Stuart Kauffman

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Stuart Kauffman
Stuart Kauffman.jpg
Stuart Kauffman in April 2010
Born (1939-09-28) September 28, 1939 (age 75)
Website
stuartkauffman.com

Stuart Alan Kauffman (born September 28, 1939) is an American medical doctor, theoretical biologist, and complex systems researcher who studies the origin of life on Earth.

In 1967[1] and 1969[2] Kauffman proposed applying models of random boolean networks to simplified genetic circuits. These were very early models of large genetic regulatory networks, proposing that cell types are dynamical attractors of such networks and that cell differentiation steps are transitions between attractors. Recent evidence strongly suggests that cell types in humans and other organisms are indeed attractors.[3] In 1971 he suggested that the zygote may not access all the cell type attractors in the repertoire of the genetic network's dynamics, hence some of the unused cell types might be cancers.[4] This suggested the possibility of "cancer differentiation therapy", for which some evidence may now be accumulating.[5]

In 1971, Kauffman proposed the self-organized emergence of collectively autocatalytic sets of polymers, specifically peptides, for the origin of molecular reproduction.[6][7] Reproducing peptide, DNA, and RNA collectively autocatalytic sets have now been made experimentally.[8][9] He is best known for arguing that the complexity of biological systems and organisms might result as much from self-organization and far-from-equilibrium dynamics as from Darwinian natural selection. His hypotheses stating that cell types are attractors of such networks, and that genetic regulatory networks are "critical", have found experimental support.[3][10] It now appears that the brain is also dynamically critical.[11]

Education and early career[edit]

Kauffman graduated from Dartmouth in 1960, was awarded the BA (Hons) by Oxford University (where he was a Marshall Scholar) in 1963, and completed a medical degree (M.D.) at the University of California, San Francisco in 1968. After completing his internship, he moved into developmental genetics of the fruitfly, holding appointments first at the University of Chicago, then at the University of Pennsylvania from 1975 to 1995, where he rose to Professor of Biochemistry and Biophysics.[citation needed]

Career[edit]

Kauffman became known through his association with the Santa Fe Institute (a non-profit research institute dedicated to the study of complex systems), where he was faculty in residence from 1986 to 1997, and through his work on models in various areas of biology. These included autocatalytic sets in origin of life research, gene regulatory networks in developmental biology, and fitness landscapes in evolutionary biology. With Marc Ballivet, Kauffman holds the founding broad biotechnology patents in combinatorial chemistry and applied molecular evolution, first issued in France in 1987, in England in 1989, and later in the US.[12]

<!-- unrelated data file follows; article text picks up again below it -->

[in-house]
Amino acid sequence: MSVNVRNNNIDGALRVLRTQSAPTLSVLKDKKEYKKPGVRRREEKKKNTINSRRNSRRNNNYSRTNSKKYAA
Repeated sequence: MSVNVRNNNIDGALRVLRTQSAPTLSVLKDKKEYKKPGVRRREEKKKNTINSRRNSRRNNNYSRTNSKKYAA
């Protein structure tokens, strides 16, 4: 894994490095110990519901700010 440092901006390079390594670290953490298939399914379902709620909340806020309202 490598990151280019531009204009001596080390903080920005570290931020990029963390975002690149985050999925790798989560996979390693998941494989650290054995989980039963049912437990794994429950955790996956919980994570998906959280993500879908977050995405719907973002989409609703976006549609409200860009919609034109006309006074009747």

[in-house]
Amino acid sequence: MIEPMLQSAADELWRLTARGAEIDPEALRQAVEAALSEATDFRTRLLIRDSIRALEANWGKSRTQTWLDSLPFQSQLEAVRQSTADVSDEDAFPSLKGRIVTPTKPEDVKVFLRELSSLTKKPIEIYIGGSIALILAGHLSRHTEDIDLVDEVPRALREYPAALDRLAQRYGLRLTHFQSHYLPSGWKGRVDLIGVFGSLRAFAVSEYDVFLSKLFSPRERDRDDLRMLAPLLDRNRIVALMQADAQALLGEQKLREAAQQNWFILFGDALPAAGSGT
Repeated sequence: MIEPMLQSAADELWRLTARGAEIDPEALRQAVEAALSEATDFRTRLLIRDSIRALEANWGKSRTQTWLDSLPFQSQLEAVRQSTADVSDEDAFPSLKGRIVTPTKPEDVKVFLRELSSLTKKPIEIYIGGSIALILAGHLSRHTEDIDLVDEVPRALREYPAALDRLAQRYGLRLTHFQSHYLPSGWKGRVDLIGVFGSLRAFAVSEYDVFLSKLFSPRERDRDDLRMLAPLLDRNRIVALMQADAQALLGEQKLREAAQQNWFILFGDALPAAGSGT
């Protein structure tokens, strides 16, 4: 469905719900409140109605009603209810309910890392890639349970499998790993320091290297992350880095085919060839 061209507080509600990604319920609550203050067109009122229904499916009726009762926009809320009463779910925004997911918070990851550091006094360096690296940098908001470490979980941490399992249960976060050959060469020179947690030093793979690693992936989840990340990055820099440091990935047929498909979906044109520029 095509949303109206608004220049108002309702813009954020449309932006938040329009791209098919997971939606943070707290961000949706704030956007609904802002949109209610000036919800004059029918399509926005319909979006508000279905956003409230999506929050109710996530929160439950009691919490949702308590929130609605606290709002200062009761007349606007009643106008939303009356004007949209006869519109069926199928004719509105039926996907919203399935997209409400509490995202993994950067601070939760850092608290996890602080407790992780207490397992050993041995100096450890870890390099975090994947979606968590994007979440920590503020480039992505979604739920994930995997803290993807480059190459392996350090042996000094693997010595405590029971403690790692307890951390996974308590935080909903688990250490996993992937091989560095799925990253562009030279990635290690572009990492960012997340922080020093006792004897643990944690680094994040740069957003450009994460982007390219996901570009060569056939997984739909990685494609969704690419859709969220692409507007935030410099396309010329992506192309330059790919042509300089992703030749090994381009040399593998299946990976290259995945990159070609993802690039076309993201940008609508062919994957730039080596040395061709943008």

In 1996, Kauffman started BiosGroup, a Santa Fe, New Mexico-based for-profit company that applied complex systems methodology to business problems. BiosGroup was acquired by NuTech Solutions in early 2003. NuTech was bought by Netezza in 2008, and later by IBM.[citation needed]

From 2004 to 2009 Kauffman held a joint appointment at the University of Calgary in Biological Sciences and Physics and Astronomy. He was also an Adjunct Professor in the Department of Philosophy at the University of Calgary. He is an iCORE (Informatics Research Circle of Excellence) chair and the director of the Institute for Biocomplexity and Informatics. Kauffman was also invited to help launch the Science and Religion initiative at Harvard Divinity School; serving as Visiting Professor in 2009.[citation needed]

In January 2009 Kauffman became a Finland Distinguished Professor (FiDiPro) at Tampere University of Technology, Department of Signal Processing. The appointment ended in December, 2012. The subject of the FiDiPro research project is the development of delayed stochastic models of genetic regulatory networks based on gene expression data at the single molecule level.[citation needed]

In January 2010 Kauffman joined the University of Vermont faculty where he continued his work for two years with UVM's Complex Systems Center.[13] From early 2011 to April 2013, Kauffman was a regular contributor to the NPR Blog 13.7, Cosmos and Culture,[14] with topics ranging from the life sciences, systems biology, and medicine, to spirituality, economics, and the law. Kauffman is also a regular contributor to Edge.org.[15]

In May 2013 Kauffman joined the Institute for Systems Biology, in Seattle Washington. Following the death of his wife, with others, Kauffman cofounded The Elizabeth Kauffman Institute for Transforming Medicine.[16]

In 2014, Kauffman with Samuli Niiranen and Gabor Vattay was issued a founding patent[17] on the poised realm (see below), an apparently new "state of matter" hovering reversibly between quantum and classical realms.[18]

In 2015, Kauffman was invited to help initiate a general a discussion on rethinking economic growth for the United Nations. [19]